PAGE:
Definitions and Basics
To most people capital means a bank account, a hundred shares of IBM stock, assembly lines, or steel plants in the Chicago area. These are all forms of capital in the sense that they are assets that yield income and other useful outputs over long periods of time.
But these tangible forms of capital are not the only ones. Schooling, a computer training course, expenditures of medical care, and lectures on the virtues of punctuality and honesty also are capital. That is because they raise earnings, improve health, or add to a person’s good habits over much of his lifetime. Therefore, economists regard expenditures on education, training, medical care, and so on as investments in human capital. They are called human capital because people cannot be separated from their knowledge, skills, health, or values in the way they can be separated from their financial and physical assets….
In the News and Examples
Dan Pink on How Half Your Brain Can Save Your Job. Podcast on EconTalk, June 11, 2007.
Author Dan Pink talks about the ideas in his book, A Whole New Mind: Why Right-Brainers Will Rule the Future. He argues that the skills of the right side of the brain—skills such as creativity, empathy, contextual thinking and big picture thinking—are going to become increasingly important as a response to competition from low-wage workers overseas and our growing standard of living….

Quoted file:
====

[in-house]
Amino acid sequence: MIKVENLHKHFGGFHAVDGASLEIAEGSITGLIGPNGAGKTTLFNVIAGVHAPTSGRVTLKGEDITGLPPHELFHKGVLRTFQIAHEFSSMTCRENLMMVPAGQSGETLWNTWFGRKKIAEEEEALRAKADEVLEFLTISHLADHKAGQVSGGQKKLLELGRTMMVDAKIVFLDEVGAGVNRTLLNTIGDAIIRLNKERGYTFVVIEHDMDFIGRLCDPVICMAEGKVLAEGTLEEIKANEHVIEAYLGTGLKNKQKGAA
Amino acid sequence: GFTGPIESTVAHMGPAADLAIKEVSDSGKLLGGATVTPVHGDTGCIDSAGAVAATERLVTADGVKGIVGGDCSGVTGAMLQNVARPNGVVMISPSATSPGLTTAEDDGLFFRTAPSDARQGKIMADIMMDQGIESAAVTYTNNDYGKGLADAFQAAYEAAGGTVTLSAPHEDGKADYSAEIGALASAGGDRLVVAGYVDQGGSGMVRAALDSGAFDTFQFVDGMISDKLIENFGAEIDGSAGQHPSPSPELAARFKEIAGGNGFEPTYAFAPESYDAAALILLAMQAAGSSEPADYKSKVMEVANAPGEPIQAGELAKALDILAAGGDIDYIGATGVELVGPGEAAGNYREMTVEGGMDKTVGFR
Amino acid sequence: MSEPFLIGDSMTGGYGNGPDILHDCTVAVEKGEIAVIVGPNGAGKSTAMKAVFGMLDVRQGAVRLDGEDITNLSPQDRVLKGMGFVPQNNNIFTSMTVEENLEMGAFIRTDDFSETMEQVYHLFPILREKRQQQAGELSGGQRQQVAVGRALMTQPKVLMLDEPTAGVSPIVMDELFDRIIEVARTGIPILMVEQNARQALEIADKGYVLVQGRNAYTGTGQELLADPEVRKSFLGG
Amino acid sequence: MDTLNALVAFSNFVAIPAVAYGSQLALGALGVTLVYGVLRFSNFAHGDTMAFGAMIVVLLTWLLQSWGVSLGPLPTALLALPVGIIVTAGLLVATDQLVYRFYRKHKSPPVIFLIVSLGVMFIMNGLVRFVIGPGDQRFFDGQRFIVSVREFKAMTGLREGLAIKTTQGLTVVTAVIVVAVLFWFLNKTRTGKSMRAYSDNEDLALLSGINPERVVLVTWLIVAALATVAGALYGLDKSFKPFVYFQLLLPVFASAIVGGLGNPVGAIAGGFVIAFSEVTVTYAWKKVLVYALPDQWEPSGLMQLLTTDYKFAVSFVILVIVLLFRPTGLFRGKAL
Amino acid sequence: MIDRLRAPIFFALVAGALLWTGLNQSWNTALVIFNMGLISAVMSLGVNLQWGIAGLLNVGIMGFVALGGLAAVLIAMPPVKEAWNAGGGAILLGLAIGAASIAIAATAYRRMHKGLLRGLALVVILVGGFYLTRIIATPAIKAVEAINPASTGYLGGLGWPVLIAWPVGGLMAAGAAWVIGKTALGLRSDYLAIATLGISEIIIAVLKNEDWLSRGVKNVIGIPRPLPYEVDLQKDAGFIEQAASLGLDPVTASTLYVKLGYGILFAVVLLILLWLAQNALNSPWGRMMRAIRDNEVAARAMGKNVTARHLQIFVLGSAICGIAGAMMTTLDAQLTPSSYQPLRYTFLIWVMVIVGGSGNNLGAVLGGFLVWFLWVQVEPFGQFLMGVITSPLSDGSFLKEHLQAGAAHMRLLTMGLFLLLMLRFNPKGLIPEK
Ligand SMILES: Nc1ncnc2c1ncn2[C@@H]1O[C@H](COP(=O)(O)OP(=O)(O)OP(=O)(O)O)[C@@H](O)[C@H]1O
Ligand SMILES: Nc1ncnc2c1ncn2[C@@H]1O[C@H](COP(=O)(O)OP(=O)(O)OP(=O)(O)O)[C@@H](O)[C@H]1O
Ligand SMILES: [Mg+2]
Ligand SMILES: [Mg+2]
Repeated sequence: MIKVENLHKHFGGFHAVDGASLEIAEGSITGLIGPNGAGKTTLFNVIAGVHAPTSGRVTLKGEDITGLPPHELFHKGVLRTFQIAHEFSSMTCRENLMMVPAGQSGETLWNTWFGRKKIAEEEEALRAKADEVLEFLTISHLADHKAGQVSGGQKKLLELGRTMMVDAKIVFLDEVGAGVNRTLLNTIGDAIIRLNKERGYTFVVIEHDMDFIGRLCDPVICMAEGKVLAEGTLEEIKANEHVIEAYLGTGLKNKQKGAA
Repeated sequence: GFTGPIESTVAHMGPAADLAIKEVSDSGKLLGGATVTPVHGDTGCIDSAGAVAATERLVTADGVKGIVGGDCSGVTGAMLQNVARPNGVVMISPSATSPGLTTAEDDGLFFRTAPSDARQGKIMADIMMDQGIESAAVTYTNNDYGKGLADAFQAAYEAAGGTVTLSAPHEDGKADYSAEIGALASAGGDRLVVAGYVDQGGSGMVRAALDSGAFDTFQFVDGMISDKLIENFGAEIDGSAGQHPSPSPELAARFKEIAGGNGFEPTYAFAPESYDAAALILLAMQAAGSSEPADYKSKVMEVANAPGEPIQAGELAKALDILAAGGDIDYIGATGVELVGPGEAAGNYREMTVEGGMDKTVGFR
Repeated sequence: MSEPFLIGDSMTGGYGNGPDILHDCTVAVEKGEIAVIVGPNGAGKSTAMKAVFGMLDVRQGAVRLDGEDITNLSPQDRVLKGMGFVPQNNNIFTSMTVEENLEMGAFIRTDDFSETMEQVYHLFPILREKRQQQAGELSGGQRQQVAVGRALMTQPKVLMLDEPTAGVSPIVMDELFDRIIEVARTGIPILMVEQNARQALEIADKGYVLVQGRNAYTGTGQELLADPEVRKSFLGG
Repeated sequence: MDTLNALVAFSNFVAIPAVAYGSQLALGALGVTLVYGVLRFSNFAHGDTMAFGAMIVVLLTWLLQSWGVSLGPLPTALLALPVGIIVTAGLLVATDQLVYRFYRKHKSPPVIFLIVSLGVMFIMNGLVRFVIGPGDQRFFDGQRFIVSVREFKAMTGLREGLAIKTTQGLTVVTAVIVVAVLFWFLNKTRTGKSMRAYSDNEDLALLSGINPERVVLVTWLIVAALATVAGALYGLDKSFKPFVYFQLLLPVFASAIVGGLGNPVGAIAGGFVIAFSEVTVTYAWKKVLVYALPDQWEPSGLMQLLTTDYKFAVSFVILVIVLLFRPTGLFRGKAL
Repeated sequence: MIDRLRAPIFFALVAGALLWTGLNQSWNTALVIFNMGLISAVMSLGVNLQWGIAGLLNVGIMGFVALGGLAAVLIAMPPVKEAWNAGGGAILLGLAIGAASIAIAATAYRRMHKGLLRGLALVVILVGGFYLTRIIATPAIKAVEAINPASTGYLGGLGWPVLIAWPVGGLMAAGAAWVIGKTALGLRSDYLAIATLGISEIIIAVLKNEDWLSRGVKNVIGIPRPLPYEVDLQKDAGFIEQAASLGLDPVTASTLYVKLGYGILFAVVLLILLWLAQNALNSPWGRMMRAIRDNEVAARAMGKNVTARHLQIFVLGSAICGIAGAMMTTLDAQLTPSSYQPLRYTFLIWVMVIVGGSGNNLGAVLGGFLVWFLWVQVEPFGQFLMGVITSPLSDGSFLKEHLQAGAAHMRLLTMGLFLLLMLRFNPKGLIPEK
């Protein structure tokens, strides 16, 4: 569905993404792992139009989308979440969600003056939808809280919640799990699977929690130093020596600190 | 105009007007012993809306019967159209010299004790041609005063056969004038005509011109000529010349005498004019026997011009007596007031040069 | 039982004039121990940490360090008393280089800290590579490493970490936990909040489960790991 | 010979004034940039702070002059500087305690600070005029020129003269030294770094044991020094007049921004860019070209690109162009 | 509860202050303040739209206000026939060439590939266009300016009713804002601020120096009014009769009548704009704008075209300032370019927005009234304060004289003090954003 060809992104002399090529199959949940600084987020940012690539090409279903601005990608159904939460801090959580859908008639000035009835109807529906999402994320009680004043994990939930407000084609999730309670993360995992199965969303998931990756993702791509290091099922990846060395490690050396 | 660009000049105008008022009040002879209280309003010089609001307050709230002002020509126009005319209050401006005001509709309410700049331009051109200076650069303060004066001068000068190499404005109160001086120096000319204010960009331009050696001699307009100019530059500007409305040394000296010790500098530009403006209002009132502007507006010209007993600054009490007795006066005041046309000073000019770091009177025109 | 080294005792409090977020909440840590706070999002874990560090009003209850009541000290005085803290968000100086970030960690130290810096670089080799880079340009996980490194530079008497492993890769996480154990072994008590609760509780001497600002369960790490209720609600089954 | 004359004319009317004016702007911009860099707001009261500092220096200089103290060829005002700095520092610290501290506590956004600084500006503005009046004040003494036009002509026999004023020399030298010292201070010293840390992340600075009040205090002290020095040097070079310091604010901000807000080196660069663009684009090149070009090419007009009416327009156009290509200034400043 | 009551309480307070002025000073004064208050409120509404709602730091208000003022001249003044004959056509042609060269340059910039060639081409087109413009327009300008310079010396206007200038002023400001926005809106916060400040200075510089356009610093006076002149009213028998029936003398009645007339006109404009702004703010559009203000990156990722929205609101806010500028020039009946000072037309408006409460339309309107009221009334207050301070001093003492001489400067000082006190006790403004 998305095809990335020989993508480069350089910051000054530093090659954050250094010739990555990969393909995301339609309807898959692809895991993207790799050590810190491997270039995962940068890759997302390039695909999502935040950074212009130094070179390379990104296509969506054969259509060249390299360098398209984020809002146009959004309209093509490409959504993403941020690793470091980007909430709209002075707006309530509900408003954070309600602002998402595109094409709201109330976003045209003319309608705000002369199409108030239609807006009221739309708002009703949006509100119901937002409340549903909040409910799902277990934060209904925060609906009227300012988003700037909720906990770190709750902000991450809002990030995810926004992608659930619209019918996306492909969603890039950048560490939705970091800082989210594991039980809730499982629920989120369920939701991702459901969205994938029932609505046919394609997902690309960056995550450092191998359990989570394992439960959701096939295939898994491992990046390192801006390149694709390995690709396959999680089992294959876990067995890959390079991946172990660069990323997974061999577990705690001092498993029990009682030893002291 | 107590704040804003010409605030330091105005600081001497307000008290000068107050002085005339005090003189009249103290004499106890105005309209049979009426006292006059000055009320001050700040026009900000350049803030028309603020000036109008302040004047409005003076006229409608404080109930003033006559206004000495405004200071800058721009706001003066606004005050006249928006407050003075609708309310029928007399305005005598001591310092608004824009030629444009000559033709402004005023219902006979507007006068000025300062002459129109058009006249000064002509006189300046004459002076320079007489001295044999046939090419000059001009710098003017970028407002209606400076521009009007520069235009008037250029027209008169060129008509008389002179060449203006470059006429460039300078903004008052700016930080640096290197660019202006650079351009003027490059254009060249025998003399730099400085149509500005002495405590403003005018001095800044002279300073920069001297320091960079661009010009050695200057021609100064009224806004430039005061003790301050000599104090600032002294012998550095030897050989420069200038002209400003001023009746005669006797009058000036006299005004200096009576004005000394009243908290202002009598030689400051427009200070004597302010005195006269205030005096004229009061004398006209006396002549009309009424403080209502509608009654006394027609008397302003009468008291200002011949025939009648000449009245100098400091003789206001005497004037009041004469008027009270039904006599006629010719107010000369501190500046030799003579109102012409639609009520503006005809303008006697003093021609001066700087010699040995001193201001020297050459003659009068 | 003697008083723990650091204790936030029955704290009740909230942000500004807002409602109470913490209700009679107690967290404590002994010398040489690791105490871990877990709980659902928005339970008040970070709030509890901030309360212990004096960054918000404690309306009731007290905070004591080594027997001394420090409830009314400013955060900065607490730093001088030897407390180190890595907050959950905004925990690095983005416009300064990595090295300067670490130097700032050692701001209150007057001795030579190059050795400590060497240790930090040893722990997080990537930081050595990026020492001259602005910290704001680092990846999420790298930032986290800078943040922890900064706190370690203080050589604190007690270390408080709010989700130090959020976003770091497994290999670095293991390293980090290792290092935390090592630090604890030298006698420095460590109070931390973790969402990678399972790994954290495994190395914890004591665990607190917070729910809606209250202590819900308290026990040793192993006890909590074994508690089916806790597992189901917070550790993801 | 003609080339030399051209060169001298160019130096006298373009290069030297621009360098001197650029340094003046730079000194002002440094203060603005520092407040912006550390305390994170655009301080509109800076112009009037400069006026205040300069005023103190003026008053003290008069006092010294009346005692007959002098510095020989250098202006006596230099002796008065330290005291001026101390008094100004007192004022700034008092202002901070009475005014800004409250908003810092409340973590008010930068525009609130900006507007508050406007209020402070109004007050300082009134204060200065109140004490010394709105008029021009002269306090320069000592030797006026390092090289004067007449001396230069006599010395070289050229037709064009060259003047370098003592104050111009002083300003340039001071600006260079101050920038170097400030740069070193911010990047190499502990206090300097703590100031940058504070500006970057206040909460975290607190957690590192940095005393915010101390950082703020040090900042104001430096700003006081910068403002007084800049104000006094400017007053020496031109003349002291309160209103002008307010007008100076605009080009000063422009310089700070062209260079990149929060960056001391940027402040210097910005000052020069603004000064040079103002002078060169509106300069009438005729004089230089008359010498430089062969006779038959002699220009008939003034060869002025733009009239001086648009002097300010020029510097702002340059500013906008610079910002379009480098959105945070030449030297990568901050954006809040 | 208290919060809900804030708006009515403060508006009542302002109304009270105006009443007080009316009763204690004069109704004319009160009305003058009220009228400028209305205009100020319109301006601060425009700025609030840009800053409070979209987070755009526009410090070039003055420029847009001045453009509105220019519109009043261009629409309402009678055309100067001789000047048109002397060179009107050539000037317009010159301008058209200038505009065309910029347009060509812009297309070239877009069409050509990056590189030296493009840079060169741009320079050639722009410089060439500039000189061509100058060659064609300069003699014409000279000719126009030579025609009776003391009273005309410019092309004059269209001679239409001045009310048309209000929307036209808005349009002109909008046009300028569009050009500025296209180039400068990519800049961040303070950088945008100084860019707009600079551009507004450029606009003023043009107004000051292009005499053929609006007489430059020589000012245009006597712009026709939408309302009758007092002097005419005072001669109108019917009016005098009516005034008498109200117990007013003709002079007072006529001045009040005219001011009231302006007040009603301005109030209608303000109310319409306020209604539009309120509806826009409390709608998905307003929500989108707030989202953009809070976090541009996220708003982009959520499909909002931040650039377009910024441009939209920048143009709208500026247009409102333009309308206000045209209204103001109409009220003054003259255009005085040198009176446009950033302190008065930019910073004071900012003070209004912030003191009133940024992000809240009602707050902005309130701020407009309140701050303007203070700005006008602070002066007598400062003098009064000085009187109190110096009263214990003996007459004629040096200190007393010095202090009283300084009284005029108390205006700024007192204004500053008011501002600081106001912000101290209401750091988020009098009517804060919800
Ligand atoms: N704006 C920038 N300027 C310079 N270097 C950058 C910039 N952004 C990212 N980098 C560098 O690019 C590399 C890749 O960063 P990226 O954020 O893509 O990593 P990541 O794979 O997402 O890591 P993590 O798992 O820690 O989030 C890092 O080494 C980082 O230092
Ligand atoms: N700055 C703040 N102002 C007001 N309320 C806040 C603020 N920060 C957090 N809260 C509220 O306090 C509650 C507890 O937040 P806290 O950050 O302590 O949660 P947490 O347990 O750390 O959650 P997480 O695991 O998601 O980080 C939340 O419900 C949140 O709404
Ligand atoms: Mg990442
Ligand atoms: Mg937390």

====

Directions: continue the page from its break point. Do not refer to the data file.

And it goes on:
Weinberger on Everything is Miscellaneous and the Wonderful World of Digital Information. Podcast on EconTalk, June 18, 2007.
Author David Weinberger, a fellow at Harvard’s Berkman Institute for Internet and Society, talks with EconTalk host Russ Roberts about the ideas in his latest book, Everything is Miscellaneous: The Power of the New Digital Disorder. Topics include the differences between how we organize and think about physical and digital information, the power of the internet to let us consume information in unique and customized ways and the implications for retailing, politics and education….